(He also claimed that he was born aboard a yacht anchored near the village of Netley in Southhampton, and that this was the source of his first name.)

From an article about Mormon baby names by USU professor Jennifer Mansfield:

It seems as though members [of the LDS Church] in Utah feel so similar to everyone else that (consciously or unconsciously) they try to find other ways to express their individuality in ways that do not carry negative consequences. Names carry an especially heavy weight in the LDS Church (perhaps inspired to some extent by Helaman 5:6-7), so naming feels like a meaningful place to invest creativity without suffering the repercussions that come from being different in other ways.

That all being said, my strong impression is that very few Mormons deliberately use baby naming practices to rebel against the pressures of social conformity that come along with being part of a tight-knit religious subculture. No one I’ve spoken with seems to realize that their “unique” names are not unique at all, but instead are yet another characteristic they share with many of their Mormon neighbors.

Babies Named for Sailing Ships (L)

The people below were born aboard — and named after! — ships with L-names…

  • La Hogue:
    • George La Hogue Douglas, born in 1860
    • Emily Goddard La Hogue Willingale, born in 1869
    • Thomas La Hogue Law, born in 1872
    • Jane La Hogue Smith, born in 1874
    • Lizzie La Hogue Grestidge, born in 1874
    • Violet La Hogue Duffield, born in 1874
    • Olive Lizzie La Houge Stayte, born in 1883
    • Thomas James La Hogue Goodman, born in 1883
  • Lady Jocelyn:
    • Ada Lady Jocelyn Goodger, born in 1872
    • Elizabeth Jocelyn Caswell, born in 1874
    • Alfred Jocelyn Ashford Vaughan, born in 1874
    • George Jocelyn Ward, born in 1875
    • George Jenkins Jocelyn Lennox, born in 1875
    • Mary Ann Jenkins Jocelyn Wilcocks, born in 1875
    • Ann Jenkins Jocelyn Plutom, born in 1875
    • James Jane Jocelyn Boughton, born in 1876
    • R. R. Jocelyn Pascol, born in 1876
    • John William Jocelyn Hickman, born in 1876
    • Thomas Jocelyn Williams, born in 1876
    • Maria Jocelyn Louring, born in 1876
    • Emily Jane Jocelyn Inge, born in 1877
    • Octavius Jocelyn Carr, born in 1880
    • Jocelyn Boorman Trigg, born in 1880
    • Agnes Jocelyn Smith, born in 1880
    • Alice Jocelyn Edwards, born in 1881
    • Jocelyn Jenkins Swarbrick, born in 1881
    • Beatrice Jocelyn Isaac, born in 1883
    • Mary Jocelyn Wrigley, born in 1883
    • Beatrice Jocelyn Isaac, born in 1883
  • Lady Melville:
    • Margaret Evelyn Melville Wiltshire, born in 1870
  • Lady Wodehouse:
    • Thomas Wodehouse Hayden, born in 1880
  • Lake Winnipeg:
    • Ellen Winnipeg Raymond, born in 1879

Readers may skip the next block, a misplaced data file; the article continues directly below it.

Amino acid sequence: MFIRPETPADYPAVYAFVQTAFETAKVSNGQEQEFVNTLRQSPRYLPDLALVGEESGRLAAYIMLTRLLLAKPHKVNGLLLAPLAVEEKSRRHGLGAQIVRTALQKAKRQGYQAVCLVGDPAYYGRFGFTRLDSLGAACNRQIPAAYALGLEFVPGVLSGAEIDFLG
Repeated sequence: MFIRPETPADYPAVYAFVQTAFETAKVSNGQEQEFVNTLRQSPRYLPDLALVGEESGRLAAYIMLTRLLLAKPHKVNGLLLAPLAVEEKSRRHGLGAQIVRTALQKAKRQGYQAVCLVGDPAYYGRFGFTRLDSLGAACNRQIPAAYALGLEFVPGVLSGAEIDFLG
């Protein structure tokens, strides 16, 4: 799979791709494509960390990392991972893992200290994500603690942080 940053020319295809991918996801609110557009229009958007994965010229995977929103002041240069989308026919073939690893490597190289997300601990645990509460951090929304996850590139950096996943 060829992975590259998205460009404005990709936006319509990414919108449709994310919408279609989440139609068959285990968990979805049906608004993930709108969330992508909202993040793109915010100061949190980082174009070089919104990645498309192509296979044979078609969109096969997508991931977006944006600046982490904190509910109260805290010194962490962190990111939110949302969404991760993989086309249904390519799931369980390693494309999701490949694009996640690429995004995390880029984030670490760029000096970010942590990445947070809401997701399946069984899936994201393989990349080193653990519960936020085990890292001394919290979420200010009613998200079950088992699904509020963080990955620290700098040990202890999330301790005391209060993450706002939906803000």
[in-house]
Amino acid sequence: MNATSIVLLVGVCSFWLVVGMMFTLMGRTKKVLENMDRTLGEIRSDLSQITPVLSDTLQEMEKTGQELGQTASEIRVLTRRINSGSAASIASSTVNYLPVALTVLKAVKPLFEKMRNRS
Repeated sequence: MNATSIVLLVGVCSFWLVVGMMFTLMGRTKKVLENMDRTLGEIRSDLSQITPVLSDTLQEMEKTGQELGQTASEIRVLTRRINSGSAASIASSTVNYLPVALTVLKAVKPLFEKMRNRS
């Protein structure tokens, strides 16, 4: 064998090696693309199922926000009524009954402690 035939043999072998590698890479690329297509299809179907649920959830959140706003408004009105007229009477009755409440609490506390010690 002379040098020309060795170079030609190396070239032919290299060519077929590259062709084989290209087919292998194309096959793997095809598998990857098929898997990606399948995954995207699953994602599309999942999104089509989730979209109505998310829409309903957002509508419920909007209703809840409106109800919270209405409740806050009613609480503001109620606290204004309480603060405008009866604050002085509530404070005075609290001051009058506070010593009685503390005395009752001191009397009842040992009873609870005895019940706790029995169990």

• Leicester:
    • Leicester Jane Smith, born in 1876
    • Annie Rebecca Leicester Drewery, born in 1877
  • Leitrim:
    • Lizzie Leitrim Jones, born in 1885
  • Liguria:
    • Sidney Liguria Halcombe, born in 1882
    • Adelaide Liguria Gledhill, born in 1890
  • Lincolnshire:
    • Agnes Victoria Lincolnshire Longbottom, born in 1873
    • Ellen Maud Lincolnshire Murdock, born in 1874
  • Lismore:
    • Sydney Lismore Smith, born in 1888
  • Loch Eck:
    • Agnes Loch Eck Thomson, born in 1882
  • Lochee:
    • Lizzie Lochee Stead, born in 1883
    • Alice Lochee Strafford, born in 1883
    • James Lochee Barker, born in 1883
  • Lord Clive:
    • Samuel Clive Greenwood, born in 1887
    • Rakel Clive Anderson, born in 1888
    • Clive Nesbitt, born in 1889
  • Lord Gough:
    • Deborah Lordine Gough Gardarwkn, born in 1882
    • Lord Gough Fritz Jagodizinski, born in 1886
    • James Gough Gay, born in 1887
    • Jemima Gough Mullins, born in 1887
  • Lord Raglan:
    • Oliver Raglan Montague Campbell, born in 1886
  • Lord Rannoch:
    • William Rannoch McDonald Johnston, born in 1886
  • Lucibelle:
    • Lucibelle Taylor, born in 1865

Do you think any of the ship names above work particularly well as human names?

Source: FamilySearch.org

Name Quotes #81: Anne, Wendy, Charlie

It’s a new month — time for a new batch of name-related quotations!

From a write-up about Ryan Reynolds’ appearance on the Today show in mid-December:

After Hoda asked how he and Blake came up with the name of their third (a clever way to get the actor to publicly confirm what the name actually is), Reynolds quipped, “We haven’t yet! We’re gonna be original, and all the letters in her name are silent.” […] He continued, “I want to give her something to push against in life.”

From an article about the science of baby name trends (thank you, Uly!):

You can even see how the zeitgeist of the age affected American’s [sic] desire for novelty. As Matthew W. Hahn and Alexander Bentley found, the incidence of new, unusual names rose in the 20s, peaked around 1930, but then plummeted in the 40s and 50s. Then it shot up again in the 60s, before reversing and plummeting again in the late 70s. Why? If you wanted to engage in some armchair zeitgeist analysis, you could argue that this makes a crude sort of cultural sense: The “roaring 20s” and the 60s were both periods when significant subsets of the population treasured creative, rule-breaking behavior; the 50s and early 80s weren’t.

From an article announcing the cancellation of a TV series with a name-referencing title:

The Netflix and CBC drama Anne With an E, adapted from Lucy Maud Montgomery’s beloved Anne of Green Gables, has been cancelled after three seasons.

From an article about the weirdly common celebrity baby name Charlie Wolf: